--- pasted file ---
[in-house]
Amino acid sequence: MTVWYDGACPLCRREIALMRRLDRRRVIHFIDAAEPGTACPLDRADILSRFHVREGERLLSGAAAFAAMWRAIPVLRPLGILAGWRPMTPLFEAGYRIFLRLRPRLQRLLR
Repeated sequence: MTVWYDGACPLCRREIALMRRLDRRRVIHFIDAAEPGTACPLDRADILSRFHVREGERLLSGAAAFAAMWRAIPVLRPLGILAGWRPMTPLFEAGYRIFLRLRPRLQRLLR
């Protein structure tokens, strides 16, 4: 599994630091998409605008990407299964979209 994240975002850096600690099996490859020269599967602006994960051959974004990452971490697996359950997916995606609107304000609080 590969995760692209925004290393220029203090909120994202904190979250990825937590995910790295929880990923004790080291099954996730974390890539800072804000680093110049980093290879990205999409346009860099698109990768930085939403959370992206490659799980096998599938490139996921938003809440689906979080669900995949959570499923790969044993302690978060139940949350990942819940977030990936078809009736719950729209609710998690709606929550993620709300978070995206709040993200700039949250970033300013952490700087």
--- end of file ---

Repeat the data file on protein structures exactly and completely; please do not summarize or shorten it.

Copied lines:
[in-house]
Amino acid sequence: MTVWYDGACPLCRREIALMRRLDRRRVIHFIDAAEPGTACPLDRADILSRFHVREGERLLSGAAAFAAMWRAIPVLRPLGILAGWRPMTPLFEAGYRIFLRLRPRLQRLLR
Repeated sequence: MTVWYDGACPLCRREIALMRRLDRRRVIHFIDAAEPGTACPLDRADILSRFHVREGERLLSGAAAFAAMWRAIPVLRPLGILAGWRPMTPLFEAGYRIFLRLRPRLQRLLR
């Protein structure tokens, strides 16, 4: 599994630091998409605008990407299964979209 994240975002850096600690099996490859020269599967602006994960051959974004990452971490697996359950997916995606609107304000609080 590969995760692209925004290393220029203090909120994202904190979250990825937590995910790295929880990923004790080291099954996730974390890539800072804000680093110049980093290879990205999409346009860099698109990768930085939403959370992206490659799980096998599938490139996921938003809440689906979080669900995949959570499923790969044993302690978060139940949350990942819940977030990936078809009736719950729209609710998690709606929550993620709300978070995206709040993200700039949250970033300013952490700087």